Step up with your offering
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TorahParshat Vayikrah

Step up with your offering

Leviticus 1:1 - 5:26

(File photo)
(File photo)

Hmmm. I did not realize that.

After you’ve read the Torah over and over, you learn added depth to the text, but as the years go by it’s hard to get surprised. And yet, as I read Vayikrah — again — a small commentary popped up.

In Leviticus 1:5 (Robert Alter translation) it says, “And he [an Israelite] shall slaughter the male of the herd before the Lord, and the sons of Aaron, the priests, shall bring forward the blood and cast the blood round the altar which is at the entrance to the Tent of Meeting.”

Offering. Blood. Altar. God. Tent of Meeting. So many good things to chew on (gross). But what caught my attention is the commentary that notes the Israelite doesn’t just walk the offering in: The Israelite has to prepare the animal, meaning he has to slaughter the animal and do his own butchering.

The Cohanim then lay out the parts about the fire.

Maybe some of you knew that already, but I have always been so focused on the big picture, the meaning, the values, the importance of the korban system that I hadn’t focused on the details. How exactly, step by step, do you get your animal presented to God? What are the specific procedures needed to get the animal from your enclosure back home all the way to the fire upon the altar?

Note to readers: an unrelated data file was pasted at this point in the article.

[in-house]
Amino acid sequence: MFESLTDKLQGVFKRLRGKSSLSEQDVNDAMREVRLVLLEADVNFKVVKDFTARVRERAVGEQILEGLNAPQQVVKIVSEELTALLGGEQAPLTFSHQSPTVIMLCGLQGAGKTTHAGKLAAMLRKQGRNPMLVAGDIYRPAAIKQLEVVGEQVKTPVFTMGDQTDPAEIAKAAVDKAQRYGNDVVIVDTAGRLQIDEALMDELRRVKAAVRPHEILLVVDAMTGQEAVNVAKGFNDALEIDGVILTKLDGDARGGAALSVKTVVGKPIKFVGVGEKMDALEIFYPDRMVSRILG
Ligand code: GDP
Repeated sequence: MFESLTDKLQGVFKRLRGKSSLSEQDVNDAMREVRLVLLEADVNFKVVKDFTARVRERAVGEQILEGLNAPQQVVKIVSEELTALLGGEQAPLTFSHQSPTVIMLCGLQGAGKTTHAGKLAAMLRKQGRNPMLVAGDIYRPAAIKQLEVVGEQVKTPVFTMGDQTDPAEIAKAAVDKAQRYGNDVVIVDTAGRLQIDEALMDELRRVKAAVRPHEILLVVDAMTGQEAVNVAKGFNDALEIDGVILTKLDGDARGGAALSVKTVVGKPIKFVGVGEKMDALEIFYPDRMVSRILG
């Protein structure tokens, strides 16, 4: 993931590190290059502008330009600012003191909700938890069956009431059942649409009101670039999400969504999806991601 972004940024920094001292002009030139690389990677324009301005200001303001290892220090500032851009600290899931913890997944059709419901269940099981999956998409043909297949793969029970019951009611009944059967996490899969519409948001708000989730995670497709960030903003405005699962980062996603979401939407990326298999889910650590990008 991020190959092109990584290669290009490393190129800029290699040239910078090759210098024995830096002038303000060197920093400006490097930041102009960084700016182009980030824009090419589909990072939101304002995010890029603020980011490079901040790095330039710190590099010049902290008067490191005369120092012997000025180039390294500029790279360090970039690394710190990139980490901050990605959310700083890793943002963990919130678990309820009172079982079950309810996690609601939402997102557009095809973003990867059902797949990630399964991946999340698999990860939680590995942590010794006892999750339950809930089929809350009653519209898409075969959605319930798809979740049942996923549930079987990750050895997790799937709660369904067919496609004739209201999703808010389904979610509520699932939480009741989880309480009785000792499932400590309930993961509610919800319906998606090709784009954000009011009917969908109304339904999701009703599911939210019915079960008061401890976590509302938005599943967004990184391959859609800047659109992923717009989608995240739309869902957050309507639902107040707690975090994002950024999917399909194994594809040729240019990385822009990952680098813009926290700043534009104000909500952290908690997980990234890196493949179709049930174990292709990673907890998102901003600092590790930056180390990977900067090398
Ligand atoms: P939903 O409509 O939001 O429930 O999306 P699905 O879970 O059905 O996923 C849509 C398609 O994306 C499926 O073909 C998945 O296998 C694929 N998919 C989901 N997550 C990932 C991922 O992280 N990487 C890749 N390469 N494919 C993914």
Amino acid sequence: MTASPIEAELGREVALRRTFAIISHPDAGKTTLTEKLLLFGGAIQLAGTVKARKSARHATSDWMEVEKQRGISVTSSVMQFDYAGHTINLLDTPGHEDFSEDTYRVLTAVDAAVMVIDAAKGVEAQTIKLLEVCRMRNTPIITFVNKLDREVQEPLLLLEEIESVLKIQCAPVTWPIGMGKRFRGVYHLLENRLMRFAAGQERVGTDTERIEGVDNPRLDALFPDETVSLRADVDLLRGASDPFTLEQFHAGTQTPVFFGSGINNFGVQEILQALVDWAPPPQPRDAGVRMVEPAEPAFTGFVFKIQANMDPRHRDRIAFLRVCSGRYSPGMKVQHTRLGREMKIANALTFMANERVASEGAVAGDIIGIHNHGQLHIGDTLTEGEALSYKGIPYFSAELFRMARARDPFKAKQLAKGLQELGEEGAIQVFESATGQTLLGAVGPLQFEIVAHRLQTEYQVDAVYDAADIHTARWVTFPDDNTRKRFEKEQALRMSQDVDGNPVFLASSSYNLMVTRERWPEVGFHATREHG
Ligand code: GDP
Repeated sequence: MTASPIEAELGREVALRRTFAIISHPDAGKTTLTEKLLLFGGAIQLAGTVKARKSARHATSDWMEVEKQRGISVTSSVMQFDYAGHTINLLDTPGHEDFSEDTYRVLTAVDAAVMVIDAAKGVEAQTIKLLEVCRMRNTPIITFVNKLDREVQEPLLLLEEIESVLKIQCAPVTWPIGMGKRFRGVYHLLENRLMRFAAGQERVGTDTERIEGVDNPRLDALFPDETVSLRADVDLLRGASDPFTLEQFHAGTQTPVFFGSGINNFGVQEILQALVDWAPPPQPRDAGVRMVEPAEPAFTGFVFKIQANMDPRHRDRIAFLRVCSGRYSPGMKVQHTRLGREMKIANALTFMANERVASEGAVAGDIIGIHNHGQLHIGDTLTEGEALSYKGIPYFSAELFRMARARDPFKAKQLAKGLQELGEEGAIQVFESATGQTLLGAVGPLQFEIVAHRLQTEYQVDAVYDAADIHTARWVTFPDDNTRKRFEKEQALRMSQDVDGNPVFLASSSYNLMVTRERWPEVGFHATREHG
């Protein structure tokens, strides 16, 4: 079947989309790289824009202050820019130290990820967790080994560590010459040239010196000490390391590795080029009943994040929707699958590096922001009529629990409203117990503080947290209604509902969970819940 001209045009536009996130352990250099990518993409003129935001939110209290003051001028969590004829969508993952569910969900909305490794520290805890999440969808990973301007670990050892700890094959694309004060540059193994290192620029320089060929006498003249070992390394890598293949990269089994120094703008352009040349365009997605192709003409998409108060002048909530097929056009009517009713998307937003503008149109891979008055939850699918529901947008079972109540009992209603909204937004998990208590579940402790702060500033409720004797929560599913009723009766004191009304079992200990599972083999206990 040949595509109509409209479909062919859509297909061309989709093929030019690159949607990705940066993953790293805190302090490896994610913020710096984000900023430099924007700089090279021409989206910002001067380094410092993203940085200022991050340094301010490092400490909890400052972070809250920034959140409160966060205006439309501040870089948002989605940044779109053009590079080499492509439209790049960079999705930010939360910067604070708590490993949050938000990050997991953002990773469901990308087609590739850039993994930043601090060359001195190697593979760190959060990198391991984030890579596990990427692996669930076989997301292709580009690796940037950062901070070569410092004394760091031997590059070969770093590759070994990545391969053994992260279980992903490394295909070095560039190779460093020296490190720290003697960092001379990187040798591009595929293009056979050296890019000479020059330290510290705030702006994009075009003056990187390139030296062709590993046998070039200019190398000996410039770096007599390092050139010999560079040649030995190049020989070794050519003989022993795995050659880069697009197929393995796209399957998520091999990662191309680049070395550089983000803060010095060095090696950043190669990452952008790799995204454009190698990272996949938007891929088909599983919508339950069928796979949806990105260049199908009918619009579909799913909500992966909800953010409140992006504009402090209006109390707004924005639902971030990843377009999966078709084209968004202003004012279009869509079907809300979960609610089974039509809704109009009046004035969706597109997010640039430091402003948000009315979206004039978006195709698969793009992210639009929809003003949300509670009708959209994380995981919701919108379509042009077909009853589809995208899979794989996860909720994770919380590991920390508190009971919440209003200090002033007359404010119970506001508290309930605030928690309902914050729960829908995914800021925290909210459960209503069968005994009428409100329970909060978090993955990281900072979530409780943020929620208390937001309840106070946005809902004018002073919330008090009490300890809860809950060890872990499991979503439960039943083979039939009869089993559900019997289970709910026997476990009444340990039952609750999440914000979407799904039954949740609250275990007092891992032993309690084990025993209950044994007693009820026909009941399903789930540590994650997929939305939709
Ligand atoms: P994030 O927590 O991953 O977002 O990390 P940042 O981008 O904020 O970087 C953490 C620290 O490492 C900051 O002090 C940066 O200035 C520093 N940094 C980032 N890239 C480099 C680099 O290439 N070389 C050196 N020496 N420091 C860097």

Answer: There are many, many steps.

The steps to successfully accomplish this Jewish task take time and energy. They take thought and focus. They take desire and will.

The same thing goes on today. We cannot expect someone else to do all the work. We have help, but we need to start. Each brick-and-mortar institution in our community houses talents and capabilities. Every group that is renting space or meeting in living rooms does great things. But none of them will accomplish anything without the people stepping up and offering their time and energy.

Purim has so much to teach but none of it will happen if we don’t bake the hamantaschen with our kids, exchange Purim gifts with friends, break up the weekly routine to hear the megillah. Same for Pesach. Same for learning Hebrew. Same for inspiring our children. It doesn’t just happen. The infrastructure is there. People are here to guide and create and foster and encourage and teach, but it is up to the individual — it is up to you — to bring your offering. You have to do some of the work, too.

It’s a messy and unhelpful metaphor but you have to butcher the animal. Put a little more nicely: You bring you, and so many are ready to take it from there. PJC

Rabbi Larry Freedman is the director of the Joint Jewish Education Program. This column is a service of the Greater Pittsburgh Rabbinic Association.

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